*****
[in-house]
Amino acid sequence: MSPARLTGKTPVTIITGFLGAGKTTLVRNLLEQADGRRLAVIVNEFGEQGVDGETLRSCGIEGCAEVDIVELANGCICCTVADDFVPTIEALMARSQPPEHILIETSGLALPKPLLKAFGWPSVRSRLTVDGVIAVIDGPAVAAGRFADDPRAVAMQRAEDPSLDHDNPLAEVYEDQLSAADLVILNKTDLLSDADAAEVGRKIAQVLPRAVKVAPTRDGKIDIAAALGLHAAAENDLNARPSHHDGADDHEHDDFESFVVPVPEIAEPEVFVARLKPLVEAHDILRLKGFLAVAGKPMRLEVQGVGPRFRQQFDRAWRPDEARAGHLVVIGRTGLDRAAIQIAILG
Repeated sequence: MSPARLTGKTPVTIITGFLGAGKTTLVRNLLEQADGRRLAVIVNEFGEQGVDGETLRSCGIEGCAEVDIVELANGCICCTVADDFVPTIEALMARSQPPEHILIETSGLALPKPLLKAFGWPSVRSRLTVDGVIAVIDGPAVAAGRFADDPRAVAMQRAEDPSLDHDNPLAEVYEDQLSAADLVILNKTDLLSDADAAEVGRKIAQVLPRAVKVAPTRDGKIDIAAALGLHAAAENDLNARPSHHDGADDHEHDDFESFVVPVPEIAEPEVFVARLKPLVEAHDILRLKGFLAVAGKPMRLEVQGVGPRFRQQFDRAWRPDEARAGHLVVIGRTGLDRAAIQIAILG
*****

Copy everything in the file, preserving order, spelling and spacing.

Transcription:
[in-house]
Amino acid sequence: MSPARLTGKTPVTIITGFLGAGKTTLVRNLLEQADGRRLAVIVNEFGEQGVDGETLRSCGIEGCAEVDIVELANGCICCTVADDFVPTIEALMARSQPPEHILIETSGLALPKPLLKAFGWPSVRSRLTVDGVIAVIDGPAVAAGRFADDPRAVAMQRAEDPSLDHDNPLAEVYEDQLSAADLVILNKTDLLSDADAAEVGRKIAQVLPRAVKVAPTRDGKIDIAAALGLHAAAENDLNARPSHHDGADDHEHDDFESFVVPVPEIAEPEVFVARLKPLVEAHDILRLKGFLAVAGKPMRLEVQGVGPRFRQQFDRAWRPDEARAGHLVVIGRTGLDRAAIQIAILG
Repeated sequence: MSPARLTGKTPVTIITGFLGAGKTTLVRNLLEQADGRRLAVIVNEFGEQGVDGETLRSCGIEGCAEVDIVELANGCICCTVADDFVPTIEALMARSQPPEHILIETSGLALPKPLLKAFGWPSVRSRLTVDGVIAVIDGPAVAAGRFADDPRAVAMQRAEDPSLDHDNPLAEVYEDQLSAADLVILNKTDLLSDADAAEVGRKIAQVLPRAVKVAPTRDGKIDIAAALGLHAAAENDLNARPSHHDGADDHEHDDFESFVVPVPEIAEPEVFVARLKPLVEAHDILRLKGFLAVAGKPMRLEVQGVGPRFRQQFDRAWRPDEARAGHLVVIGRTGLDRAAIQIAILG